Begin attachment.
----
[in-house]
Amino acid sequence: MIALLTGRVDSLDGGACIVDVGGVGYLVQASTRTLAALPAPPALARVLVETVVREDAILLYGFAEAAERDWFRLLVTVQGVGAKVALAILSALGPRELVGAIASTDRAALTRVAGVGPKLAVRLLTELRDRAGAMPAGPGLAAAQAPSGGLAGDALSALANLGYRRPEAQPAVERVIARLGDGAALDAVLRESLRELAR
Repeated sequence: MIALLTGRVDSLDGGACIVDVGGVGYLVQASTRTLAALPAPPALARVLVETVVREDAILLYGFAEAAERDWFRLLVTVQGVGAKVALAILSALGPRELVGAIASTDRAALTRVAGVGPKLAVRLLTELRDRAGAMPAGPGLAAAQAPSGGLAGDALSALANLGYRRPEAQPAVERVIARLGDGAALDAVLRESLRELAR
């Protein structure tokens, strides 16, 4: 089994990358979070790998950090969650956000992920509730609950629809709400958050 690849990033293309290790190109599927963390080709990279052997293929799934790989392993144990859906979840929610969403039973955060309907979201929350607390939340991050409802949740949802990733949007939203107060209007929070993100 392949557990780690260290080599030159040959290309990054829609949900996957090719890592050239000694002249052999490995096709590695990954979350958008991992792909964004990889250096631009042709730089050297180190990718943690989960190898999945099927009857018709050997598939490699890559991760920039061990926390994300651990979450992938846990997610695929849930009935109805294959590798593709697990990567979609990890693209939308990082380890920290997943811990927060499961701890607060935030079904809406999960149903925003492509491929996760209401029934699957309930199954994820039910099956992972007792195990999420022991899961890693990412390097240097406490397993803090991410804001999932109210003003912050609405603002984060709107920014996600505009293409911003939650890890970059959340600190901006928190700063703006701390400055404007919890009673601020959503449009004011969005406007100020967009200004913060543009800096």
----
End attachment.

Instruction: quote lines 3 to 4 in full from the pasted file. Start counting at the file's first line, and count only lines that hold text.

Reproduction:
Repeated sequence: MIALLTGRVDSLDGGACIVDVGGVGYLVQASTRTLAALPAPPALARVLVETVVREDAILLYGFAEAAERDWFRLLVTVQGVGAKVALAILSALGPRELVGAIASTDRAALTRVAGVGPKLAVRLLTELRDRAGAMPAGPGLAAAQAPSGGLAGDALSALANLGYRRPEAQPAVERVIARLGDGAALDAVLRESLRELAR
């Protein structure tokens, strides 16, 4: 089994990358979070790998950090969650956000992920509730609950629809709400958050 690849990033293309290790190109599927963390080709990279052997293929799934790989392993144990859906979840929610969403039973955060309907979201929350607390939340991050409802949740949802990733949007939203107060209007929070993100 392949557990780690260290080599030159040959290309990054829609949900996957090719890592050239000694002249052999490995096709590695990954979350958008991992792909964004990889250096631009042709730089050297180190990718943690989960190898999945099927009857018709050997598939490699890559991760920039061990926390994300651990979450992938846990997610695929849930009935109805294959590798593709697990990567979609990890693209939308990082380890920290997943811990927060499961701890607060935030079904809406999960149903925003492509491929996760209401029934699957309930199954994820039910099956992972007792195990999420022991899961890693990412390097240097406490397993803090991410804001999932109210003003912050609405603002984060709107920014996600505009293409911003939650890890970059959340600190901006928190700063703006701390400055404007919890009673601020959503449009004011969005406007100020967009200004913060543009800096």